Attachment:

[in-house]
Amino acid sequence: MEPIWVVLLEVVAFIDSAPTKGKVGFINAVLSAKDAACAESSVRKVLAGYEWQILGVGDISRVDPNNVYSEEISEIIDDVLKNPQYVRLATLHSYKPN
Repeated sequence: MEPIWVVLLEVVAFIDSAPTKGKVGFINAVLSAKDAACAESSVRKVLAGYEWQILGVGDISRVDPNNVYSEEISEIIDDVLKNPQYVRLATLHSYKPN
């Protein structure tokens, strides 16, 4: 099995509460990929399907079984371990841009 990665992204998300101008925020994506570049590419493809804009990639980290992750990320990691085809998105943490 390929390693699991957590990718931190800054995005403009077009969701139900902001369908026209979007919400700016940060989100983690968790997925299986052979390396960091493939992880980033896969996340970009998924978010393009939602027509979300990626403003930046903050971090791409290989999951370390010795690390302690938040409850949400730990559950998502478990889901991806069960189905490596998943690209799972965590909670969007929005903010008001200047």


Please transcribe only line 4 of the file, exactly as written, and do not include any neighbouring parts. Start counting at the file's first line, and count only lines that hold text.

């Protein structure tokens, strides 16, 4: 099995509460990929399907079984371990841009 990665992204998300101008925020994506570049590419493809804009990639980290992750990320990691085809998105943490 390929390693699991957590990718931190800054995005403009077009969701139900902001369908026209979007919400700016940060989100983690968790997925299986052979390396960091493939992880980033896969996340970009998924978010393009939602027509979300990626403003930046903050971090791409290989999951370390010795690390302690938040409850949400730990559950998502478990889901991806069960189905490596998943690209799972965590909670969007929005903010008001200047």